The Kremlin’s version is that an Syrian airstrike on Rebel-held chemical weapons facility created the unwanted and devastating effects. This is inconsistent because, as photos showed, the chemical attack actually took place on a street. The impact created a crater in the middle of a road, where shell pieces could also be spotted.


There is also the counter-theory enforced by specialists saying that these are binary chemical weapons – the weapons actually do not exist in its final form; only a few minutes before being launched are the two main substances combined weaponizing the missile. Also the composition is divided into two components, inert and alcohol; any hit on that and it will just burn or show an immense ball of fire. Therefor any airstrike on a chemical weapon’s (CW) depot will destroy the vast majority of the substance, given the flammable character of it.


Ok, then why did Assad do it? Why now, when he’s winning?

The Assad regime was in the middle, and still is, of fighting off a Rebel offensive in Hama, launched by the al-Qaeda affiliated Tahrir al-Sham. The chemical attack occurred on that front, from where the supply lines from Idlib Governorate intersected to reach the frontlines: southern Idlib towards Hama governorate.

Moreover, the attack comes several days after the has US repeatedly stated, through Secretary of Sate Rex Tillerson, Un Ambassador Nikki Halley and the Secretary of Press Sean Spicer, that they are not focusing on a regime change, but on combating ISIS.

Capitalizing on this, the Assad regime launched a massive and public chemical attack, in order to send a message: „I am using chemical weapons and no one’s going to stop me. Give up (rebels)! Resistance is futile. The US has abandoned you.” – a chemical-induced nihilism to demoralize the enemy; not a very intricate psychological operation to apply in a war-room, but undoubtedly efficient.


Response and effects

The main roadblocks that most of the decision makers are faced when weighting on a decision in Syria are these two: „paralysis through analysis” and „overthinking secondary-to-third effects”. Due to the high geopolitical strikes, individual implications and military detachments of most of the involved backers, any military action in Syria could have a „domino effect” that can lead to a wider war or sanctions. Therefore, many Presidents get paralyzed by overthinking their actions, while unable to balance actions in order to not stir unwanted responses or effects from other actors. Ex-US President Barrack Obama is the best example in this case.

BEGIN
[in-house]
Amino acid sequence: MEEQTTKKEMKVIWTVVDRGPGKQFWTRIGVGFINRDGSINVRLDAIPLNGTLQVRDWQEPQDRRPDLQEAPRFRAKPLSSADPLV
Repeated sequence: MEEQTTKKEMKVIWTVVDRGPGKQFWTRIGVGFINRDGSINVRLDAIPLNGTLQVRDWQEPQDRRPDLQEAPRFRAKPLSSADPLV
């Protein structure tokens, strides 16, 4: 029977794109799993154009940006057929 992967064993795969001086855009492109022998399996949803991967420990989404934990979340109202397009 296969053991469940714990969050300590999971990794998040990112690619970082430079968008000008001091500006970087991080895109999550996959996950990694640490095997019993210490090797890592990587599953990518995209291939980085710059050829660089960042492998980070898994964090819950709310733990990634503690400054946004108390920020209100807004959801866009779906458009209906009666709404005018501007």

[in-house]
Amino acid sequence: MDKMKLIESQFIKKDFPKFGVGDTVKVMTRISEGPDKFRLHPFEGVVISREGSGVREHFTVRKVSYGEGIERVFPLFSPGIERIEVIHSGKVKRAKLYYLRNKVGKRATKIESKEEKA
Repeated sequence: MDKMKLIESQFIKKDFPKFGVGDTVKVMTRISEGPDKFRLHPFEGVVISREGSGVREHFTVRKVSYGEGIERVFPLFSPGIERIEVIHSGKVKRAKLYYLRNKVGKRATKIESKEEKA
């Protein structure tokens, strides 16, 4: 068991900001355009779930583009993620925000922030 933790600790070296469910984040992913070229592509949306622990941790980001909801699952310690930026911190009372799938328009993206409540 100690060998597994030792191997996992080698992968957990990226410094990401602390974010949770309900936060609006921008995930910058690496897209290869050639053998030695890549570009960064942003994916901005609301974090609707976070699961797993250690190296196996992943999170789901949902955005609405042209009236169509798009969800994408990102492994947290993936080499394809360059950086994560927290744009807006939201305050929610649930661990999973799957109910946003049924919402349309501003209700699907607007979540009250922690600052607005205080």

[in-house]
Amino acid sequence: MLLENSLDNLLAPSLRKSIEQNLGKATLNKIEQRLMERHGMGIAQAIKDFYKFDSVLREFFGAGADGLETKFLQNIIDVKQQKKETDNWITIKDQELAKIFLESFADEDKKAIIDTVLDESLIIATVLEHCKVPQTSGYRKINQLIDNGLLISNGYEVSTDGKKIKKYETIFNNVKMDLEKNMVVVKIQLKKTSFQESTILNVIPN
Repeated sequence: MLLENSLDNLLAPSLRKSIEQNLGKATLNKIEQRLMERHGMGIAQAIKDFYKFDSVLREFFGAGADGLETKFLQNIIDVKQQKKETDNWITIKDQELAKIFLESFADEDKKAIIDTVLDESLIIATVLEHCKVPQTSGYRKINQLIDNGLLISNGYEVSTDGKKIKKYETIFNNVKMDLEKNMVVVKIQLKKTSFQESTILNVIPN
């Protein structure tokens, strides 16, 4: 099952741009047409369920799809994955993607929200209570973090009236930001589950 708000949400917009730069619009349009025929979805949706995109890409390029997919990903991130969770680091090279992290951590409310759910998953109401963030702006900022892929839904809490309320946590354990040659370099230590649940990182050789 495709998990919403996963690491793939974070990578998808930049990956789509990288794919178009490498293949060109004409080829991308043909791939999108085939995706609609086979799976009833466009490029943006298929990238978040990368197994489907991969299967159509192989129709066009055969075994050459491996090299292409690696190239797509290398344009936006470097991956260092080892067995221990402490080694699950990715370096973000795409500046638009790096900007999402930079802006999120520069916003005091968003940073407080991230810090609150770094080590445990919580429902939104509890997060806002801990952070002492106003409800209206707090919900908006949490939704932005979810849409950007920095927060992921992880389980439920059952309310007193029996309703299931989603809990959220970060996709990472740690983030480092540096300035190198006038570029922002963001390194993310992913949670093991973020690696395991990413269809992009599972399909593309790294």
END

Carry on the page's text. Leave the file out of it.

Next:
Yet, President Trump acted in a firm but balanced manner, striking but not degrading, following national duty but not isolating of other actors,  and finally, limited and not systemic.

The Russian response was minimal and mostly for the public appeal: suspending the non-aggression pact in Syria, boosting coastal defenses and condemning the US. Moreover, they sent a destroyer in the Mediterranean without naming its destination – yet that probably is the port in Latakia or the Russian base in Tartus -> In conclusion, a lot of hot air.

On the other hand, the informational attack was unexpected. Many website from the „not mainstream” underground with conspiracy-leaning views have completely turned against Donald Trump as InfoWars, Alt-Right community on 4Chan, and individual influencers as Milo or Paul James Watson. Furthermore, this same informational elements and actors have spread a Russian-originating hash-tag „SyriaHoax” that is trending in the US, via InfoWars and most of the Alt-Righters. The hash-tag encompasses conspiracy theories suggesting that the chemical attack was a false-flag. Whether they judge geopolitics through ideological lenses or they’re affiliated with Russian interests or operational works, it remains to be seen.


In the end, I hope that this situation report has clarified some of the important question that this episode has raised. Moreover, the Syrian Civil War continues with no end in sight, this being an isolated pause from the regularly Regime vs. Rebels struggle and the US fight against ISIS, seasoned with Turkish-Kurdish skirmishes, Israeli protests and Iranian or Russian strategic interests. Worth mentioning is the timing of the attack. Donald Trump chose to launch the Tomahawk missiles right during the visit from Chinese President Xi Jinping, an action that will speak volumes in regards with the North Korean issue.

Founder of T-Intelligence. OSINT analyst & instructor, with experience in defense intelligence (private sector), armed conflicts, and geopolitical flashpoints.